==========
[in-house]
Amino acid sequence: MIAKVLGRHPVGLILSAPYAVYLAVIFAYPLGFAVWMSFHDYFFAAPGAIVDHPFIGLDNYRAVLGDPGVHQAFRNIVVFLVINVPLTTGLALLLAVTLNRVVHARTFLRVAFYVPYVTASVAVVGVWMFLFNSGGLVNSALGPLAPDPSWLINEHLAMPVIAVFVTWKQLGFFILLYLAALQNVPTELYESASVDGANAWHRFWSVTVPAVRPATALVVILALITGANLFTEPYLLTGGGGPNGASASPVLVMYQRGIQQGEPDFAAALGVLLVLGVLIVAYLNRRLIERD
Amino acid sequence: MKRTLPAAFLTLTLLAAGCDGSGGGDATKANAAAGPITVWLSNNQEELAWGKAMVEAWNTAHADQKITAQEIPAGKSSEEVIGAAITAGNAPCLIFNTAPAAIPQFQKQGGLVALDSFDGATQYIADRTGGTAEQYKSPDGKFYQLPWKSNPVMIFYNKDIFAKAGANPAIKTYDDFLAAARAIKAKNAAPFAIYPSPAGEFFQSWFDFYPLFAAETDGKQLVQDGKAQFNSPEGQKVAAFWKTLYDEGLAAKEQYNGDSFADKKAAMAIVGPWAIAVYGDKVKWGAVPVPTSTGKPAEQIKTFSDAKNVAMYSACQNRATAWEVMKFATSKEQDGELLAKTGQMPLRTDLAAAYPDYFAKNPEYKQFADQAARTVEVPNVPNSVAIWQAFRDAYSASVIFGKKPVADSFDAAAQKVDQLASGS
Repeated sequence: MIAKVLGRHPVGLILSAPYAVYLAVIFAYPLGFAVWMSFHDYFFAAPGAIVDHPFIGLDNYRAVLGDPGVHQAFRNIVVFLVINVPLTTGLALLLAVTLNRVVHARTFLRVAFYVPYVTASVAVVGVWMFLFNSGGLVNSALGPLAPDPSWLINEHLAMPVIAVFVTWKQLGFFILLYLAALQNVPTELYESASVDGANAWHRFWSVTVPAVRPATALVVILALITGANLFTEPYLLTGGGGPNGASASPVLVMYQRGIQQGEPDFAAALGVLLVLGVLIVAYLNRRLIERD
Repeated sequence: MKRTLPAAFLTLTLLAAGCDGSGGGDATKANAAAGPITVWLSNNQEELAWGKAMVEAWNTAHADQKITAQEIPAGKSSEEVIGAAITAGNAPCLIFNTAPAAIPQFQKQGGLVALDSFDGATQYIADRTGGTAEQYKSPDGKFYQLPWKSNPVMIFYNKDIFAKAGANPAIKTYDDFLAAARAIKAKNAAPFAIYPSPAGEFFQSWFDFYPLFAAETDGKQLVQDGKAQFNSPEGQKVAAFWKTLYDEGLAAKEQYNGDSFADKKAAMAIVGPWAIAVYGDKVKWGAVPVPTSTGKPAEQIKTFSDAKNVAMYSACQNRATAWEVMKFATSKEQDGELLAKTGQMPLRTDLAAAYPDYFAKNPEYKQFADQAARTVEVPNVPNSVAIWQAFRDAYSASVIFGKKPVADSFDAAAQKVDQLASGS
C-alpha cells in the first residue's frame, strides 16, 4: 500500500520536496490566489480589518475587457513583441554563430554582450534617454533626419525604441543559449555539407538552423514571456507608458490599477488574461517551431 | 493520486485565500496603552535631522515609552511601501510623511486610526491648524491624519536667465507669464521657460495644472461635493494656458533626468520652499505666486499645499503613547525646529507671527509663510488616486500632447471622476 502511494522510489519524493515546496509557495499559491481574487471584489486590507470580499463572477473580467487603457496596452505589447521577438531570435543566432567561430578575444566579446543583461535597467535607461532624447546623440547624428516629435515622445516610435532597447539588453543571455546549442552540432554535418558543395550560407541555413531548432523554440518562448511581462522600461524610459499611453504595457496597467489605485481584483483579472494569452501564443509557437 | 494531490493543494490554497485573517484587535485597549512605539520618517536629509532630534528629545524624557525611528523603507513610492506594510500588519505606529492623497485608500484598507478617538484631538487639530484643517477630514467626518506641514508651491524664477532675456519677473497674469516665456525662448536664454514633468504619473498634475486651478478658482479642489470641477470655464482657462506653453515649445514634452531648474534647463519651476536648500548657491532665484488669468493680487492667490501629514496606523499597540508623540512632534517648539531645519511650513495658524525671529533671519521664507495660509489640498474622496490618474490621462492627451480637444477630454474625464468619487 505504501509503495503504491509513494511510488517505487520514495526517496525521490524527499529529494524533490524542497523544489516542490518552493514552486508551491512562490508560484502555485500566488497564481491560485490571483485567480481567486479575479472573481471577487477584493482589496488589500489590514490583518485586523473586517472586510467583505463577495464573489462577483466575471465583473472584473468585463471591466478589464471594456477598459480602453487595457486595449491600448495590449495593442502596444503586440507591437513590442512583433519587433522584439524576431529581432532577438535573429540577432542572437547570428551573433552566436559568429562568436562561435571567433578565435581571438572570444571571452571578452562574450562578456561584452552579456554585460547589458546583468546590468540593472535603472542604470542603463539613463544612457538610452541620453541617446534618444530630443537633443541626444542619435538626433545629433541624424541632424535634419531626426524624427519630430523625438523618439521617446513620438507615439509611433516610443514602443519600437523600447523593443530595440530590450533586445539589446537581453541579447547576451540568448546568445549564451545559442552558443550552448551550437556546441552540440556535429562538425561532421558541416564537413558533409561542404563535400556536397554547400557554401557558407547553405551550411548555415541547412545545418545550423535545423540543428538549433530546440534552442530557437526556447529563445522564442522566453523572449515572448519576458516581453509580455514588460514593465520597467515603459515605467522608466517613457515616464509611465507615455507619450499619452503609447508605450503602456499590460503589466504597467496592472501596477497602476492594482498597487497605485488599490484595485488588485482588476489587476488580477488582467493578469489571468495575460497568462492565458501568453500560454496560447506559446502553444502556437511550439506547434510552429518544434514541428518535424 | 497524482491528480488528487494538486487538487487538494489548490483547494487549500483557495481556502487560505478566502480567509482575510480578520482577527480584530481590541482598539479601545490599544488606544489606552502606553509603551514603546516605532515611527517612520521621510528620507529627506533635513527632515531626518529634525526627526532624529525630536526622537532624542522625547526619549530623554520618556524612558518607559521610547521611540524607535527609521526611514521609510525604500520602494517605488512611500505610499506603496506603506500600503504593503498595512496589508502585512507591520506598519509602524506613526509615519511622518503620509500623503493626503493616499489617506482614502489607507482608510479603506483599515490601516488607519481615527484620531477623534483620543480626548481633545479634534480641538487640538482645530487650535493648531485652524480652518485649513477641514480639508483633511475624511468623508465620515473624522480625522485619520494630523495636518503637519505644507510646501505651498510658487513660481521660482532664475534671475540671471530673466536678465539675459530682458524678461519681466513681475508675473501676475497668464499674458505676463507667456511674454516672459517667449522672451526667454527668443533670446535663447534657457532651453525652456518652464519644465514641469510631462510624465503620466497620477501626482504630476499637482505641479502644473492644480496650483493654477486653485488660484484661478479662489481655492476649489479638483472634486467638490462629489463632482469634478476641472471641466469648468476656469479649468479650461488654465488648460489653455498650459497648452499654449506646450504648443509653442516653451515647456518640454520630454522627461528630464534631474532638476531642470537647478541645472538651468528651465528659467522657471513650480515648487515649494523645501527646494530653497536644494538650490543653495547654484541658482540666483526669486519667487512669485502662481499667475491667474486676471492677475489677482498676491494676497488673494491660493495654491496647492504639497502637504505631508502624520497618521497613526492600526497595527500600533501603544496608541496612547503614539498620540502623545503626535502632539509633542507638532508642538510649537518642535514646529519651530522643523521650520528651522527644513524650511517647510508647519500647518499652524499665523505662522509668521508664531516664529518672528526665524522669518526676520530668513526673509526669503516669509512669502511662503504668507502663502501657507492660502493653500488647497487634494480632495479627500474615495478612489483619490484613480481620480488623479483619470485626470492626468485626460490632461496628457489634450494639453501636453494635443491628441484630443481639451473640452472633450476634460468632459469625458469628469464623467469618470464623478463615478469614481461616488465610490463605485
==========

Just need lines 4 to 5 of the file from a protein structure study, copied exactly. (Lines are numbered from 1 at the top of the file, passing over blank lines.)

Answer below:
Repeated sequence: MIAKVLGRHPVGLILSAPYAVYLAVIFAYPLGFAVWMSFHDYFFAAPGAIVDHPFIGLDNYRAVLGDPGVHQAFRNIVVFLVINVPLTTGLALLLAVTLNRVVHARTFLRVAFYVPYVTASVAVVGVWMFLFNSGGLVNSALGPLAPDPSWLINEHLAMPVIAVFVTWKQLGFFILLYLAALQNVPTELYESASVDGANAWHRFWSVTVPAVRPATALVVILALITGANLFTEPYLLTGGGGPNGASASPVLVMYQRGIQQGEPDFAAALGVLLVLGVLIVAYLNRRLIERD
Repeated sequence: MKRTLPAAFLTLTLLAAGCDGSGGGDATKANAAAGPITVWLSNNQEELAWGKAMVEAWNTAHADQKITAQEIPAGKSSEEVIGAAITAGNAPCLIFNTAPAAIPQFQKQGGLVALDSFDGATQYIADRTGGTAEQYKSPDGKFYQLPWKSNPVMIFYNKDIFAKAGANPAIKTYDDFLAAARAIKAKNAAPFAIYPSPAGEFFQSWFDFYPLFAAETDGKQLVQDGKAQFNSPEGQKVAAFWKTLYDEGLAAKEQYNGDSFADKKAAMAIVGPWAIAVYGDKVKWGAVPVPTSTGKPAEQIKTFSDAKNVAMYSACQNRATAWEVMKFATSKEQDGELLAKTGQMPLRTDLAAAYPDYFAKNPEYKQFADQAARTVEVPNVPNSVAIWQAFRDAYSASVIFGKKPVADSFDAAAQKVDQLASGS